Irpex lacteus CCBAS Fr. 238 617/93 v1.0
Irpex lacteus by María Jesús Martinez, Centro de Investigaciones Biológicas, Madrid, Spain
Irpex lacteus by María Jesús Martinez, Centro de Investigaciones Biológicas, Madrid, Spain

Irpex lacteus is a white-rot basidiomycete inhabiting the world´s temperate areas whose colonies are often found on dead branches, stumps, logs or trunks of deciduous trees. It has been classified as a member of family Polyporaceae whose taxonomy has not yet been definitely established. Because of its interesting enzymatic systems that so far have not been investigated in detail, I. lacteus has been proposed for use in a wide spectrum of biotechnological applications: biodegradation of organic pollution, water and soil bioremediation, pretreatment of lignocellulosic substrates to improve sugar recoveries for bioethanol production, and production of industrially applicable enzymes.

Interest in the fungus was aroused by recognizing its potential to degrade lignocellulosics. I. lacteus is able to degrade cellulose by the action of a large machinery of exocellulases and endoglucanases and, simultaneously, hemicellulose is broken down by endo-1,4-β-xylanases and acetyl xylan esterases, and pectins by rhamnogalacturonan hydrolases.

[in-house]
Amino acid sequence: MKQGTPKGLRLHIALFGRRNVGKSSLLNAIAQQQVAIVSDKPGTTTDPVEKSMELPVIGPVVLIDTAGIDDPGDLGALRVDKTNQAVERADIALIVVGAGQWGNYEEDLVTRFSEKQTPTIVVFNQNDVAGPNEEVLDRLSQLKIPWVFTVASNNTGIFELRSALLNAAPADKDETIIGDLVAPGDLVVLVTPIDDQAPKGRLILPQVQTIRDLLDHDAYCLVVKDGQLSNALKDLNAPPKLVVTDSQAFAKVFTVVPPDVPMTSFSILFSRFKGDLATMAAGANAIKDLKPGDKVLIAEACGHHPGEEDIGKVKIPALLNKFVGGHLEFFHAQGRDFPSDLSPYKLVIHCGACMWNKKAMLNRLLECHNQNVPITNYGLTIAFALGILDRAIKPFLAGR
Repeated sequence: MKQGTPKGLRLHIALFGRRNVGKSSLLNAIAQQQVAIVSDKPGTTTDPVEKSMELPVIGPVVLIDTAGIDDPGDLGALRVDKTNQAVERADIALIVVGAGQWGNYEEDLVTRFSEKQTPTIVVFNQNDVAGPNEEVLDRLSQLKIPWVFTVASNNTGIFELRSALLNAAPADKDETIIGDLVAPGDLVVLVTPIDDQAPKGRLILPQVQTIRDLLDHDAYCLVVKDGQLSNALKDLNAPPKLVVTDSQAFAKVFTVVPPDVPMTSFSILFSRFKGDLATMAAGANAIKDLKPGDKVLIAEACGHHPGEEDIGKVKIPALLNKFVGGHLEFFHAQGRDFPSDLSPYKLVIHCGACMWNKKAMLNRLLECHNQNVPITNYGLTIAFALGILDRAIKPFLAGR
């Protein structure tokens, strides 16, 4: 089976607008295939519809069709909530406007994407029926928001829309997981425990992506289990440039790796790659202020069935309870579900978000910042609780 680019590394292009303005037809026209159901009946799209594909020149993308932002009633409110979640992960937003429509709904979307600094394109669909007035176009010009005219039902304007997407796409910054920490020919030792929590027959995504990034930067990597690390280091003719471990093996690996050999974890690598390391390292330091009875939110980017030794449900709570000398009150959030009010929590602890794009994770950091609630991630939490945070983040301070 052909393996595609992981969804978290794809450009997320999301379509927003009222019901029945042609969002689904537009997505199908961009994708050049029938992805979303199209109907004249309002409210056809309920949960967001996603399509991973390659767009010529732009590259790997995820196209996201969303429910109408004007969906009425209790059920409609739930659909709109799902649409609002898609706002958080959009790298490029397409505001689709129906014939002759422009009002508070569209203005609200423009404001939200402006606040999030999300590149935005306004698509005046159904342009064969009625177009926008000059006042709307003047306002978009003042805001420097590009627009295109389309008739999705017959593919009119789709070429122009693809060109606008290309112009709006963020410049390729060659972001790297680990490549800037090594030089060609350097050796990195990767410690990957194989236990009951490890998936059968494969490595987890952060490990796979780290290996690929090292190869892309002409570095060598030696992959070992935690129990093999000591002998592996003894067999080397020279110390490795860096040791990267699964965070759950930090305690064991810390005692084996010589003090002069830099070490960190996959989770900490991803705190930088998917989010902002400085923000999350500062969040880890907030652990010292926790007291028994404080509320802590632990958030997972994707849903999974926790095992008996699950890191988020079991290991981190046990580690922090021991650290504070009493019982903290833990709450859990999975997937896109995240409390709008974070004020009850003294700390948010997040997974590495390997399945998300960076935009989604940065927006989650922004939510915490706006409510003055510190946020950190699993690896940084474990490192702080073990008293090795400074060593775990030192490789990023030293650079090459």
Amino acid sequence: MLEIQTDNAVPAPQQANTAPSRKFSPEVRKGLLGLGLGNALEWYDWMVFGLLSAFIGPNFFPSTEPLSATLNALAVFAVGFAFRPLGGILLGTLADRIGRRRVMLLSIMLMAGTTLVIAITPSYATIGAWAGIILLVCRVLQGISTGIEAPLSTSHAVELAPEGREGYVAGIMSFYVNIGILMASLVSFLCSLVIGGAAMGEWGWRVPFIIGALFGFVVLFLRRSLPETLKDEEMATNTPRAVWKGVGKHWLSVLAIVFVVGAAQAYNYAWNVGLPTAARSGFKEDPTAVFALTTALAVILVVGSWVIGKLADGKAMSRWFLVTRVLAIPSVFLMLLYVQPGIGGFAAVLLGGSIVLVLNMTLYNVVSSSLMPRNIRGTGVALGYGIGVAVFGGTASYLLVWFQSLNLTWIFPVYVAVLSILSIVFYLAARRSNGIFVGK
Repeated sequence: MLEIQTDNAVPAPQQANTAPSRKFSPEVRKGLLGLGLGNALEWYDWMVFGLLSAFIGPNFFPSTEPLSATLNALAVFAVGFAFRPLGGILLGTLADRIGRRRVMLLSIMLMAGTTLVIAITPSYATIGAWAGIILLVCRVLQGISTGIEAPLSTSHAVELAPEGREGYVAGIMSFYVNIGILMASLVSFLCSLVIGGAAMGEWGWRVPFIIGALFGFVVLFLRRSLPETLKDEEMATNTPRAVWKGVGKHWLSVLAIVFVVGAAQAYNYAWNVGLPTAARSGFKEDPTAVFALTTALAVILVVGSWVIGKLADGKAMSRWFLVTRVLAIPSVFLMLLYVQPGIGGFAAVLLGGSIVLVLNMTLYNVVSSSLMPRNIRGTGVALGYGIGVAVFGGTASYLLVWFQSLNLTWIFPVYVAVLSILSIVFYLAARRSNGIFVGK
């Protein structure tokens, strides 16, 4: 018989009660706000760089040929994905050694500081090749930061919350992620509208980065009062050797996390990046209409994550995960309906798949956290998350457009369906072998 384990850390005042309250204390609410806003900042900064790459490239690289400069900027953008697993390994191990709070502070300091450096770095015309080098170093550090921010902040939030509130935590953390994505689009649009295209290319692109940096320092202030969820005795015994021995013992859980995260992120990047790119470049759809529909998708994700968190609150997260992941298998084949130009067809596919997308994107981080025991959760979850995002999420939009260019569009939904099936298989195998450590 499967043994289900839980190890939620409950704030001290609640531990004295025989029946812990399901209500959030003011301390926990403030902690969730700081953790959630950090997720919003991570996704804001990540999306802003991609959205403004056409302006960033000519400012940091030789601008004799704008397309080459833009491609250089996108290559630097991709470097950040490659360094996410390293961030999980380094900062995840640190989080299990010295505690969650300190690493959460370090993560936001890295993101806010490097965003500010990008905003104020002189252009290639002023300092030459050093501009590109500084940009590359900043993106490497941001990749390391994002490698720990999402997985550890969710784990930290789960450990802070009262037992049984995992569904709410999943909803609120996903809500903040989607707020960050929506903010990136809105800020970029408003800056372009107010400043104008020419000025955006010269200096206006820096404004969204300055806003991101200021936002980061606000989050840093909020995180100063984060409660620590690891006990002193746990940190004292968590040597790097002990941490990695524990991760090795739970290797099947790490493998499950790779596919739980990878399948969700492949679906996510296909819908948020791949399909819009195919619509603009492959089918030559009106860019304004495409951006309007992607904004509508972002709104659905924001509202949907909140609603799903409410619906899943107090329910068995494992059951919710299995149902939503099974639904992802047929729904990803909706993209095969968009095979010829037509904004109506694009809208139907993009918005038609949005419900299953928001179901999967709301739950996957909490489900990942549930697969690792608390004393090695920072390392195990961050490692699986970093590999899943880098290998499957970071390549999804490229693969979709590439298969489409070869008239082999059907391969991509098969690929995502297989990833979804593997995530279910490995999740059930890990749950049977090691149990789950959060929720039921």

The significant proteolytic potential of I. lacteus was connected to pepsin-like aspartic proteases. Biotechnological applicability of the enzymes of I. lacteus was further demonstrated in the case of a commercial fibrolytic enzyme preparation and in the synthesis of chiral cyclic secondary alcohols. The secretome of I. lacteus can thus be of interest for use in pretreatment of lignocellulosic materials or for an enzymatic hydrolysis improvement through the preparation of optimized enzyme cocktails.

I. lacteus emerged also as a species with a remarkable pollutant toxicity resistance and biodegradation capacity including some specific aromatic-ring cleavage strategies. Its application in various bioreactor cultures and in soil remediation was helped by its ability to colonize lignocellulosic materials used as the carriers on which the fungus can be immobilized. In addition, this fungus produces a new dye-decolorizing peroxidase able to display a synergistic action with cellulases during the hydrolysis of wheat straw, increasing significantly the fermentable glucose recoveries from this substrate. This extraordinary capacity is mainly the result of a high metabolic versatility and secretory potential of this fungus suggesting wide biotechnological applications.